Overcoming racism in the twin spheres of conservation science and practice
Wildlife conservation, both in terms of academia and practice, has a history of deep-seated systemic racism, which has marginalised Black, Indigenous, and People of Colour (BIPOC) communities; positive changes to revert this discrimination have been painfully slow. Furthermore, this topic often lacks open discussion, as people feel uncomfortable about considering their role in unjust systems, or the steps they should take to improve them.
A diverse team from across the globe –representing different ethnicities, different levels in academia, academic and field experience, specialisation in conservation, organisational affiliations and regions of the world– collaborated to discuss ways of addressing and overcoming racism in conservation.
The resulting paper published in Proceedings of the Royal Society B, with several contributors from WildCRU, has made extensive pragmatic recommendations for combatting racism in biodiversity conservation science and practice. While we do not purport to speak for all conservationists in our different communities, our varied perspectives represent our lived experiences.
Treating conservation science and conservation practice as mutually reinforcing “twin spheres”, we review how contemporary conservationists, albeit perhaps unwittingly and well-meaningly, often perpetuate this systemic racism. Academic institutions often produce conservation graduates with partial and problematic conceptions of conservation’s history and contemporary purposes; many of these graduates may go on to push outmoded conservation models that reproduce conservation’s colonial history, thereby harming rural BIPOC communities, and further restricting access and inclusion for BIPOC conservationists.
We recognise that, as conservation professionals, we must take meaningful steps towards conservation practices that empower BIPOC. Conservation scientists who are also conservation practitioners are at the nexus of the twin spheres, so are in important positions to affect change. In this paper we provide steps which can help us better understand and weaken the vicious cycle of racism in conservation, and take action towards replacing that with more virtuous cycles of inclusion, equality, equity, and participation in conservation.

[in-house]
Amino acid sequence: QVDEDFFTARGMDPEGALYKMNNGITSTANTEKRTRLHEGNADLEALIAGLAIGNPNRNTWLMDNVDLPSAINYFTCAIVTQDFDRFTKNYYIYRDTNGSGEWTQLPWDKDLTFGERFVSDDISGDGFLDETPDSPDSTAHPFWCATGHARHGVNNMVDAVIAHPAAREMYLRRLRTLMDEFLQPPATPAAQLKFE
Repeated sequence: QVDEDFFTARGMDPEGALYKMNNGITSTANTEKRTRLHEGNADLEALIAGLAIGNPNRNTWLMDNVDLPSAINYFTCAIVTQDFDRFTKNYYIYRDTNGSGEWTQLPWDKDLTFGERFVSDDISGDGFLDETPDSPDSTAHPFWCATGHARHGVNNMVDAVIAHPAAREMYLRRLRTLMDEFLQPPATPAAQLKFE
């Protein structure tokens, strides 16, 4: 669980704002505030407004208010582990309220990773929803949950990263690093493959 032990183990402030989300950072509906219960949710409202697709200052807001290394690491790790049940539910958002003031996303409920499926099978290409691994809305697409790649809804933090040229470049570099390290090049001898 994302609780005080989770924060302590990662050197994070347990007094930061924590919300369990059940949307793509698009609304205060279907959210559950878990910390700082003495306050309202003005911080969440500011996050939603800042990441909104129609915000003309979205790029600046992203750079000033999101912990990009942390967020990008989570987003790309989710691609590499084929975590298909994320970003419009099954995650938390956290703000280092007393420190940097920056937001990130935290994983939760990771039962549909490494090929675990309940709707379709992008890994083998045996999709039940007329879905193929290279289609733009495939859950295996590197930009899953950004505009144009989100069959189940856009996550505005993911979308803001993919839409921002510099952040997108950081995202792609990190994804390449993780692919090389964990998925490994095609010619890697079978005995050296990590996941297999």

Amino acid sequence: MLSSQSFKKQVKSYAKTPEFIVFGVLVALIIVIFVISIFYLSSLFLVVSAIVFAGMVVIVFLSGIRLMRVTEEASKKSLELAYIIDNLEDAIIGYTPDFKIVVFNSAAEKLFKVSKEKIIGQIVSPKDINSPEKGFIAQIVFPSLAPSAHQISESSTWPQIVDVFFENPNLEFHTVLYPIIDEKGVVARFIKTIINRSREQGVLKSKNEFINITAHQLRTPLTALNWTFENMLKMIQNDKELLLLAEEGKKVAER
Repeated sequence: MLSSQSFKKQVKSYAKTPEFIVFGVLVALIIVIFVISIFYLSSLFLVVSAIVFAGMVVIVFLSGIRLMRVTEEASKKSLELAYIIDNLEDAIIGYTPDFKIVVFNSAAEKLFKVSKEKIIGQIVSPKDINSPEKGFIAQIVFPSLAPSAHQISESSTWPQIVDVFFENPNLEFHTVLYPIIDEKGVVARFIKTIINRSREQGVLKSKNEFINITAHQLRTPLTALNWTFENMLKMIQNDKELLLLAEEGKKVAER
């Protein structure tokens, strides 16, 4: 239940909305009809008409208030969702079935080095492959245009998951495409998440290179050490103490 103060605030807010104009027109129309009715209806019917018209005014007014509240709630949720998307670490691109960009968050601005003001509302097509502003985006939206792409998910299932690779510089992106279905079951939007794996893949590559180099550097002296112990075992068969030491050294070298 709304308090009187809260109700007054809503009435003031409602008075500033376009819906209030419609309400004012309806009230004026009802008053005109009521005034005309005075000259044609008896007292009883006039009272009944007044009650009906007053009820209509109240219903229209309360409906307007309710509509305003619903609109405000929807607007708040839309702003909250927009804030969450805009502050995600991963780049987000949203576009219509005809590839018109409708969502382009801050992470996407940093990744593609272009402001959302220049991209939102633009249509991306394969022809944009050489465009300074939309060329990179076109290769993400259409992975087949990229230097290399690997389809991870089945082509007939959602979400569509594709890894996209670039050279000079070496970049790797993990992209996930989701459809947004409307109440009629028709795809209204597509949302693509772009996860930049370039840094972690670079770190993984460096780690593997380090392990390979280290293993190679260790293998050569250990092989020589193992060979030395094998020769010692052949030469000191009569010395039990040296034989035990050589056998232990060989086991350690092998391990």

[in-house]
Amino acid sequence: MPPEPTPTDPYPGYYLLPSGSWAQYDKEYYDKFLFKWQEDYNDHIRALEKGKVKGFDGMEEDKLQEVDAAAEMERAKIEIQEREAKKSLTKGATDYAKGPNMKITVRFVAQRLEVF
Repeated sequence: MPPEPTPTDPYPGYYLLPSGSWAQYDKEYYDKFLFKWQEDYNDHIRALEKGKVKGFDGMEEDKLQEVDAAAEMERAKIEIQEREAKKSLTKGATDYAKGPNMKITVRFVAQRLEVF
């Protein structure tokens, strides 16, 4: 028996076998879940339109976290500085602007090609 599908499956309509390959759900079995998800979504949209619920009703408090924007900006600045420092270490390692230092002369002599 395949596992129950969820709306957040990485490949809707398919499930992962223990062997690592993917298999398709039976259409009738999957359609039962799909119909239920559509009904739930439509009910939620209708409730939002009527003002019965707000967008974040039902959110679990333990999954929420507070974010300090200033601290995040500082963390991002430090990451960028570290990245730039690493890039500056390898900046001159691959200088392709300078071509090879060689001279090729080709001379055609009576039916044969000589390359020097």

Lead author Lauren Rudd, a DPhil graduate at WildCRU said: ‘The conservation community must acknowledge that both historically and presently, BIPOC communities have been most impacted by conservation action and the least included in decision-making. These unjust power dynamics need to be broken, and we hope that the recommendations provided in this paper will add value to the ongoing discussion about how best to do this’.
Author Merlyn Nomusa Nkomo added ‘For true and meaningful impact in the future, conservation science and practice must commit to investing in local conservationists and their capacity to lead and sustain the efforts for biodiversity conservation where they are.’
Professor Claudio Sillero, WildCRU Deputy Director, said: ‘It troubles me that a career I chose with great passion, and one I have dedicated my life to, is deemed racist. What can we do? It is through acceptance and affirmative action that we can – and we must – revert any wrong doings of the past, and in choosing inclusiveness we are offering a constructive way forward’.
The paper – ‘Overcoming racism in the twin spheres of conservation science and practice’ was published in Proceedings of the Royal Society B: Biological Sciences and can be found here: